In 1968, King signed with Atlantic Records subsidiary Cotillion, and released two subsequent albums, both produced by R&B saxophone legend King Curtis.  Soon after King parted ways with Cotillion, he appeared at the 1969 Texas Pop Festival, which led to King signing with Leon Russell's Shelter Records, where he was treated very well and recorded three popular albums, including Getting Ready, which included the Don Nix-penned rock/blues standard, "Goin' Down."

King's style shifted to more of a rock-edged one during the 70's.  As a result, he was becoming popular with blues and rock audiences.  His busy schedule sometimes included nearly 300 shows a year during his peak.  He signed with RSO Records in 1974, Eric Clapton's label.  Clapton produced and played on King's initial RSO recording, Burglar.  King then launched a tour that covered America, Europe, and Australia, then released a second RSO album, Larger Than Life.

However, the relentless touring, stress, and poor diet (there was a rumor that King was prone to drink Bloody Marys instead of solid food to save time when setting up for shows) was beginning to take a toll on King.  His health began to decline and he developed stomach ulcers, which led to his death of complications from the ulcers and acute pancreatitis in December of 1976.  He was only 42 years old.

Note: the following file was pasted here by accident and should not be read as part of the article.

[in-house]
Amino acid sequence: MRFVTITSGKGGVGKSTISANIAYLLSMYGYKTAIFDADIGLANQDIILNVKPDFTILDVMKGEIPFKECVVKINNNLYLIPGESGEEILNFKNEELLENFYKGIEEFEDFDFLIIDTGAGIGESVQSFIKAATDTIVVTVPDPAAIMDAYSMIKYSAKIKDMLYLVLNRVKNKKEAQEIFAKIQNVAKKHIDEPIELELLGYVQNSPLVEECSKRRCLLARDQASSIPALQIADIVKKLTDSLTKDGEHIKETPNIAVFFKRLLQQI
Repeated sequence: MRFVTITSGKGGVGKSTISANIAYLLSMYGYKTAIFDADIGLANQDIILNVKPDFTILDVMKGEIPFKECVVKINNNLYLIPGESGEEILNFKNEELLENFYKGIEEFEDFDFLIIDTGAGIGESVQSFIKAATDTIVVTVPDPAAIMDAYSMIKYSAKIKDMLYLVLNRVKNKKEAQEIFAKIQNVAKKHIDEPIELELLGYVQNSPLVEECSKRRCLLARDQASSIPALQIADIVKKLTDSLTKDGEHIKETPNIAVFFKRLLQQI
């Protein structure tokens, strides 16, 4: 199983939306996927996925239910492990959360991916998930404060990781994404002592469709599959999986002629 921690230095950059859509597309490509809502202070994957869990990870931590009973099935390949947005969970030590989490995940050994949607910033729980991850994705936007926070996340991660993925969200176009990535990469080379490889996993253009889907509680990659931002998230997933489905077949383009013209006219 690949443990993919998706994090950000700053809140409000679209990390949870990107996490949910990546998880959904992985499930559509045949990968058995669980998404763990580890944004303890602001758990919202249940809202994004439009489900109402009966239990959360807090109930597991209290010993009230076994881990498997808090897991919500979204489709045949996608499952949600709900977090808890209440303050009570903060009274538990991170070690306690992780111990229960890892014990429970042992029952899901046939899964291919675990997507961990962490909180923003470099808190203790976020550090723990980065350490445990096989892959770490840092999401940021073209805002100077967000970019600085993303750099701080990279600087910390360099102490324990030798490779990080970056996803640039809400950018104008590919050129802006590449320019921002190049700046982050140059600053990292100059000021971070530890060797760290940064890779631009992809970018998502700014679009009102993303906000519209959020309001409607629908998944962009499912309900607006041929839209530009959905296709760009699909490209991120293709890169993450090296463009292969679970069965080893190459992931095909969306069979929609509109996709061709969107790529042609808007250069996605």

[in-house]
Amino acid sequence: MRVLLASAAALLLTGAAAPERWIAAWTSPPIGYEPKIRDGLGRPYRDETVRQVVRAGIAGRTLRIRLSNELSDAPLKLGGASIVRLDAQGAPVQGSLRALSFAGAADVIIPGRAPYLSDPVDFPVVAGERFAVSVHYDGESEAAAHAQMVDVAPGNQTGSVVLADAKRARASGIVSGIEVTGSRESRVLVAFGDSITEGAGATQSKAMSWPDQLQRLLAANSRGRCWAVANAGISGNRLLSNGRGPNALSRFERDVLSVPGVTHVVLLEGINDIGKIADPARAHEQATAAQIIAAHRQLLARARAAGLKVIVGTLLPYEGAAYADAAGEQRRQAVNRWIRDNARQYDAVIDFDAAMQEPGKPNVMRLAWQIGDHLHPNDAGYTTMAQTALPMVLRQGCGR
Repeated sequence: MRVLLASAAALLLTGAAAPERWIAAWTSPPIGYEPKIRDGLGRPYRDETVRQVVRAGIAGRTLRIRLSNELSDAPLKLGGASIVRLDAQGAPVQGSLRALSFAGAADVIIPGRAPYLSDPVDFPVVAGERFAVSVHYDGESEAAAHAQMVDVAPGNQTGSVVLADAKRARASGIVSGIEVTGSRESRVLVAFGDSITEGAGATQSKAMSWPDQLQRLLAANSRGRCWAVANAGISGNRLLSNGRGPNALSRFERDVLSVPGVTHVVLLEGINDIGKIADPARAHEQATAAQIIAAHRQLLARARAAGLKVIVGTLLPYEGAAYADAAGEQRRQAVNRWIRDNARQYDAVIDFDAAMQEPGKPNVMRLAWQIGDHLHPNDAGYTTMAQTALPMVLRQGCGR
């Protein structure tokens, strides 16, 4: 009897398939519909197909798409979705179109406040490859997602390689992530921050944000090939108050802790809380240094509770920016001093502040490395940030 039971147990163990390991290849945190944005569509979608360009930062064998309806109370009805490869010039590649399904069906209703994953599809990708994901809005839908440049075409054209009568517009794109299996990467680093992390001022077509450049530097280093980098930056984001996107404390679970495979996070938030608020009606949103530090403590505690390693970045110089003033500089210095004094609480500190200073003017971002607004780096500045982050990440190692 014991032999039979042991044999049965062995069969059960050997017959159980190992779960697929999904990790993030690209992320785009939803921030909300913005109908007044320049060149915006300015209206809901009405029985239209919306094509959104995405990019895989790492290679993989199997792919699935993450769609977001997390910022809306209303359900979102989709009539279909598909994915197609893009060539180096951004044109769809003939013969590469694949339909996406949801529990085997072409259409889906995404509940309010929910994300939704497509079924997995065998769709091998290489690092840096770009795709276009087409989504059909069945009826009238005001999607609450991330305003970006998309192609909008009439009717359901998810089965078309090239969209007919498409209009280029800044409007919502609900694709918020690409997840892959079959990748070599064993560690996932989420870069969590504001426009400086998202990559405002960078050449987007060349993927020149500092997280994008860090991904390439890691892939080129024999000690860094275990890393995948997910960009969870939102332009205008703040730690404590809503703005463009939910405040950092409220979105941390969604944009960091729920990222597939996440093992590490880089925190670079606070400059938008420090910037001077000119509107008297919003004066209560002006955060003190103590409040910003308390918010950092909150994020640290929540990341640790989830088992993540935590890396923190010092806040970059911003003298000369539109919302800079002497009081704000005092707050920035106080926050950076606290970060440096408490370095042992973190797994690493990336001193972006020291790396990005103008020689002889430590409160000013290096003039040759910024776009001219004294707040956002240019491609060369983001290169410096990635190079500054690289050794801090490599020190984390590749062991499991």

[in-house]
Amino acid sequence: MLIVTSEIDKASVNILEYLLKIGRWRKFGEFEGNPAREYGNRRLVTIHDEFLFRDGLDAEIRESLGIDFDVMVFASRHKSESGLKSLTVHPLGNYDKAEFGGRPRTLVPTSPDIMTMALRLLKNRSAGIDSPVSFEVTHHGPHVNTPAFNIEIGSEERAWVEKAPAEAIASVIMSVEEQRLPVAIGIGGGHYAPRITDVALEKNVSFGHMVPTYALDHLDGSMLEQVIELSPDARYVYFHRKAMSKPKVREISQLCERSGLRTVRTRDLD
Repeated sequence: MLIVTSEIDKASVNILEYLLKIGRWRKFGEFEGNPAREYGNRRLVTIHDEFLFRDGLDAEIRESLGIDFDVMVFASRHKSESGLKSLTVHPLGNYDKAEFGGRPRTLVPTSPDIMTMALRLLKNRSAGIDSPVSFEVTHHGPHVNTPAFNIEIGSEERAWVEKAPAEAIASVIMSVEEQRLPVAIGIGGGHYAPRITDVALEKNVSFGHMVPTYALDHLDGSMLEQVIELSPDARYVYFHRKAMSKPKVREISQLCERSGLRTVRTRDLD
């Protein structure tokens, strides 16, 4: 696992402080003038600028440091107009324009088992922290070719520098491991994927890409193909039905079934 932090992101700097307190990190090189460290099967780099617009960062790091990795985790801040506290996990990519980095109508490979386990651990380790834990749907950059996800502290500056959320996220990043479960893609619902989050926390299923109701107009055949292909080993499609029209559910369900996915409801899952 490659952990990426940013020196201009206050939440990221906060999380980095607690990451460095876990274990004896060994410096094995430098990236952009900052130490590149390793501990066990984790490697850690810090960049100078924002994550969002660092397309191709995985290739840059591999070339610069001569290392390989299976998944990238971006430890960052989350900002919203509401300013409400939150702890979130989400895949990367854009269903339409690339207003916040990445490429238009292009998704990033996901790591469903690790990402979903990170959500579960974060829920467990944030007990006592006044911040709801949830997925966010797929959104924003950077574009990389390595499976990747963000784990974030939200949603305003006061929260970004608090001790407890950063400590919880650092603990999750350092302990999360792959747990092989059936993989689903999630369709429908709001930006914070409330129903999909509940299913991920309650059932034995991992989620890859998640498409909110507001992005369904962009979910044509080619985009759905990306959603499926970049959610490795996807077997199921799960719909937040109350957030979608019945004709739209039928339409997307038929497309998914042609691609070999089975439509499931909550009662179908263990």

Sadly, Freddie King sometimes falls between the cracks when the discussion of great blues guitarists gets started.  This is in part because of his untimely death in the mid 70's, at a time when the blues was at a low point, popularity-wise.  His influence is still widely felt though.  Anyone who has listened to Clapton or Stevie Ray or Jimmie Vaughan can hear the influence of King and since they continue to influence new guitarists, it's a guarantee that Freddie King's influence will continue.

Recommended Listening:

Hide Away:  The Best of Freddy King (Rhino):  King was at his best during his time with Federal Records and this Rhino set captures the best of King's stint with the label.  All the essential instrumentals (including the fantastic title track) are here and so are all of King's standout vocal performances as well.  There are three tracks from his later work with Cotillion and Shelter, but the primary focus is on the early  recordings.  If this is all the Freddy King that you ever have in your collection, you're not doing too bad, but I would recommend at least one of the Federal instrumental albums plus the vocal set that was mentioned above for a more complete look.

Ultimate Collection (Hip-O):  This 18-track set covers King's entire career from his Federal recordings through the Cotillion, Shelter, and RSO recordings.  If you want a comprehensive look at this great guitarist, this is the place to go, but the results are a bit uneven because the latter recordings lack the consistency, and sometimes the quality, of the Federal material.  Still, it's a solid, well-rounded set that won't disappoint.